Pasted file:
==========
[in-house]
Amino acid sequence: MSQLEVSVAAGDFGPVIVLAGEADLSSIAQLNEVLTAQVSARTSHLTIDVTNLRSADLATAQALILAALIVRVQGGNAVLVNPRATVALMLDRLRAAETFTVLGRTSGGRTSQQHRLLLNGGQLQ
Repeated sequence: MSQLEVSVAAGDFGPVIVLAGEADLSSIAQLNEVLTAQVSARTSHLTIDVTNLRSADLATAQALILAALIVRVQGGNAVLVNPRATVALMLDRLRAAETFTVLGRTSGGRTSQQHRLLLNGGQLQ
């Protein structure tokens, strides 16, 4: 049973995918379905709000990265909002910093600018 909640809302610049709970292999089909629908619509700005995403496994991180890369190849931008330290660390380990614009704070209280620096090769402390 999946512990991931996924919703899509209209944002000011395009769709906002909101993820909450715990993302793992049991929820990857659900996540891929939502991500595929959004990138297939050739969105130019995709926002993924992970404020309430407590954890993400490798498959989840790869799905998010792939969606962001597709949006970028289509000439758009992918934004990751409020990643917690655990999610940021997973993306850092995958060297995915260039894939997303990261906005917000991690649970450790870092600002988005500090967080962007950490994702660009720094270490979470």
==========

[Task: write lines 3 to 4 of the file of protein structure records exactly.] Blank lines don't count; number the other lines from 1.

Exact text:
Repeated sequence: MSQLEVSVAAGDFGPVIVLAGEADLSSIAQLNEVLTAQVSARTSHLTIDVTNLRSADLATAQALILAALIVRVQGGNAVLVNPRATVALMLDRLRAAETFTVLGRTSGGRTSQQHRLLLNGGQLQ
């Protein structure tokens, strides 16, 4: 049973995918379905709000990265909002910093600018 909640809302610049709970292999089909629908619509700005995403496994991180890369190849931008330290660390380990614009704070209280620096090769402390 999946512990991931996924919703899509209209944002000011395009769709906002909101993820909450715990993302793992049991929820990857659900996540891929939502991500595929959004990138297939050739969105130019995709926002993924992970404020309430407590954890993400490798498959989840790869799905998010792939969606962001597709949006970028289509000439758009992918934004990751409020990643917690655990999610940021997973993306850092995958060297995915260039894939997303990261906005917000991690649970450790870092600002988005500090967080962007950490994702660009720094270490979470």